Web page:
If you haven’t read it yet,
please start with Part 1
to understand the foundations of this project and why we did it!
In part 1, we talked about applying a data science mindset to the problem of location accuracy. But how do we actually carry out this process? We used python and a combination of several tools (see table below) to make this idea a reality. The first thing we needed was a clustering technique.
DBSCAN, or “Density-based spatial clustering of applications with noise”, is a way of clustering points in two-dimensional space, so it’s useful for cases like ours where the points are actual places on a map. The short explanation is that we look at the points available, find regions with highest volume/most dense points, and group these together. If points are not associated with these groups, we mark them as outliers.
DBSCAN, or “Density-based spatial clustering of applications with noise”, is a way of clustering points in two-dimensional space.
To go into more detail, this animation helps explain the procedure. (Please forgive my artistic ability.)
Animated gif that walks through the steps of applying DBSCAN to points
First, the algorithm will examine each point in turn, and count the other points in its immediate neighborhood, a space defined by the parameter ε (epsilon). We have a set lower bound of how many neighbors inside the space a point must have, and if it meets this criterion, it will be considered a “core” point.
After each point is assessed, core points that are adjacent to each other are grouped into what are called connected components, and these comprise the essential bases of clusters. Some points will be adjacent to core points, and form their neighbors, but will not be core points themselves because they have too few neighbors (in practice this indicates that they fall on the outer edge of the cluster). These will be defined as non-core points falling into the relevant cluster.
At this point, our clusters are complete, and we can mark all remaining points that are neither core or non-core cluster members as outliers.
For our use case, we use telemetry pings from the historical movements of a customer’s trucks as the raw material for DBSCAN to work on. If a shipment involves a given location, as one of the scheduled stops, we’ll take the telemetry points that shipment contains and include them in our training set. This may contain points that are nowhere near the stop, or which we think are associated with some other stop on the trip, and that’s ok! We’re casting a wide net to start with, and we will rapidly narrow it down using the algorithm.
This strategy has many customizable parameters, and allows us to tune the algorithm quite finely to meet the needs of different customers and business types. In addition to the DBSCAN parameters, we must decide the following:
- How far around the location in question will we cast our net to find relevant points?
This is also affected by having multiple stops from the same customer very near each other — we’ll shrink how far away we look for telemetry if there’s another facility nearby, to avoid conflating the two.
- How many points do we need to find around the location in order for it to be an adequate candidate for geofencing?
If there is too little traffic history nearby, the algorithm is more likely to produce incorrect results, and we’d rather have no smart geofence than a bad one.
Once we have chosen our points and run DBSCAN, more decisions must be made, including:
- How far away from our starting point can clusters be and still be included?
Sometimes we’ll find clusters that are very spread out, and some quite distant from the true location. In our implementation, we take the closest cluster to the starting point (which need not actually be that close, given that sometimes addresses are wrong), and require all other clusters to be relatively near that. This gives us the necessary flexibility to manage when we get slightly wrong addresses or coordinates from the customer.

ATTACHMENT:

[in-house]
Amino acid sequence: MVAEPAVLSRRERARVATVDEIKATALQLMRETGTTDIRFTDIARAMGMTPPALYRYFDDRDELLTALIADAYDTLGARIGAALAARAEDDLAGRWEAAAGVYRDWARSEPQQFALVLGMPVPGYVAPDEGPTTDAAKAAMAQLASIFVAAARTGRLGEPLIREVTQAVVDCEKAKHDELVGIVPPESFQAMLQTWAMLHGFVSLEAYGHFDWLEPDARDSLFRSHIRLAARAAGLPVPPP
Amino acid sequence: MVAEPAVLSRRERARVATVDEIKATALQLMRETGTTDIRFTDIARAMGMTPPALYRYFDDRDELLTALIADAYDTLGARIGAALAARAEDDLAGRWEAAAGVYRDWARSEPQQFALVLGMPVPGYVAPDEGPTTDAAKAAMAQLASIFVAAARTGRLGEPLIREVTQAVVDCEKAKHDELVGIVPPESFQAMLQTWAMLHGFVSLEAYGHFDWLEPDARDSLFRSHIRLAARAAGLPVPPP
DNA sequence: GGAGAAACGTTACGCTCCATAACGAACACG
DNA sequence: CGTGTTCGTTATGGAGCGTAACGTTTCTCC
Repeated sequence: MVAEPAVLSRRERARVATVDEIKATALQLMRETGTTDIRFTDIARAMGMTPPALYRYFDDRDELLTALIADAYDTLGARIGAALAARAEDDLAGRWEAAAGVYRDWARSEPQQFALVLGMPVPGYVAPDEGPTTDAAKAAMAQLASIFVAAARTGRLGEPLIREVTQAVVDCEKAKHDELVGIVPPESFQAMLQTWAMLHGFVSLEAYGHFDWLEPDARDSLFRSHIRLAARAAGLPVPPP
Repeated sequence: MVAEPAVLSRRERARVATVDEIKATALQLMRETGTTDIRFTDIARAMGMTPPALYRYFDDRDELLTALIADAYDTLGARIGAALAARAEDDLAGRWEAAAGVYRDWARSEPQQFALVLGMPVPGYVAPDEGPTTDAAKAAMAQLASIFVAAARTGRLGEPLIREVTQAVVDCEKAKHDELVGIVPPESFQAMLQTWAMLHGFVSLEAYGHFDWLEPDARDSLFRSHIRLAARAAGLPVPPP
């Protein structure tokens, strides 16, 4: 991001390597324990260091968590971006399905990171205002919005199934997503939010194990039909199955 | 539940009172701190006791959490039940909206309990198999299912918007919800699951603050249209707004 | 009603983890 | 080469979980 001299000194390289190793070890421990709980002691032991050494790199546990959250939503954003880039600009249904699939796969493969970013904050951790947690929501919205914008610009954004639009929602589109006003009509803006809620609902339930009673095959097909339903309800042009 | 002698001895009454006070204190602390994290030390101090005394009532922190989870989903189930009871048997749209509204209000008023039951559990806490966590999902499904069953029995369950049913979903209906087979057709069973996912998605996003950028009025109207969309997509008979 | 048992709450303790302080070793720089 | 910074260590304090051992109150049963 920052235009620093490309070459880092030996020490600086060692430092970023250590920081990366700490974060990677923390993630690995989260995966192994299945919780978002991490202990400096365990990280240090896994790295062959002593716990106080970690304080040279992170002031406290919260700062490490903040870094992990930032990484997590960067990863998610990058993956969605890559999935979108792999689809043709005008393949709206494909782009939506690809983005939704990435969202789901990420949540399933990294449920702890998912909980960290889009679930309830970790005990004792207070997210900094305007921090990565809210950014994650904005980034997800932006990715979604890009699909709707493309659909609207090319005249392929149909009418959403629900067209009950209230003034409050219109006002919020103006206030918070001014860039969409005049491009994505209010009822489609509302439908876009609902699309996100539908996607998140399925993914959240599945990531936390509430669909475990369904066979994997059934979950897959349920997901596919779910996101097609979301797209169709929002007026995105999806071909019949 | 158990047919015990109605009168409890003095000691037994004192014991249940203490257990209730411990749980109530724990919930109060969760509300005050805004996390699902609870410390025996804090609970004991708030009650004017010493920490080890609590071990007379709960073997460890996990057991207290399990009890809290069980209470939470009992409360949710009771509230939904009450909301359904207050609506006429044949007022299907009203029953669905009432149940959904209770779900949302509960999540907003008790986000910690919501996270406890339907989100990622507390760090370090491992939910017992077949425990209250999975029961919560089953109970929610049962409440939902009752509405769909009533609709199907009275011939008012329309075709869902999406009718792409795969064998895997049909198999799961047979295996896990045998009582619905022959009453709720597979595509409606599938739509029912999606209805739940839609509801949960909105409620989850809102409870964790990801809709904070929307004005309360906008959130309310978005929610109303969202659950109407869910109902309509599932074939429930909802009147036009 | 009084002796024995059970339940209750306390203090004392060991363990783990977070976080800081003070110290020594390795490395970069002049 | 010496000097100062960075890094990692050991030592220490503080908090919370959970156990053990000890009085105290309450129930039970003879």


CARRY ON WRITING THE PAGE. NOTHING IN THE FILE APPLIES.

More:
After all that work is done, we have a set of clustered telemetry points that we feel confident are representative of traffic relevant to the location we care about.
The last task is to draw the location geofence, which we do by applying a convex hull using GeoPandas to all the points in all the qualifying clusters. Then, if it’s desired (and it usually is), we apply some small amount of buffer space around all sides of the geofence, to accommodate any minor inaccuracies. This usually is less than 200 meters.
Once we’ve created location geofences with this technique, we need to test and validate our results before sending them out into the world. We can look at them on a map (we used Folium and GeoPandas to visualize geofences at large volumes with great results). We have a problem, though — we likely don’t have enough known accurate location geofences to compare with. Sometimes we do have a few hand drawn bespoke ones, and we can definitely overlay these with our new “smart” geofences to see how well they match, but that’s hard to scale.
In our case, I tried to go back to first principles somewhat — what are these geofences for? Mainly they are to accurately capture when a truck visits a location, without creating false positives. So, first I took historical truck trip data and re-ran it in simulation using new location geofence boundaries. This was effective, but resource intensive. It provided enough robust results to let us proceed with confidence, however.
In the next step, I conducted pilot studies with some key customers, and compared the shipment behaviors before and after. Two metrics came to be most useful, as they measure different aspects of what we look for in balanced trip evaluation.
The first is stop recall, or the percent of stops scheduled that we recorded a visit to.
This means that we’re looking at shipments and seeing how often we’re missing a stop, which might be too often if our location geofences are the wrong shape or are too small. If the truck comes nearby but doesn’t cross inside a geofence at the time of an update, a stop arrival could occur but not be captured. If this value doesn’t go down, we can say we are producing large enough location geofences. In practice, we have actually seen this metric go up for many customers, because smart geofences are not just smaller, but sometimes positioned more accurately than the alternatives.
A too-small location. If we are trying to identify visits to Welles Park, then this will leave out a lot of them! The entire west side of the park is lost here.
The second metric is out of order shipments, or shipments where we have recorded visits to stops not following the numerical order the schedule lists.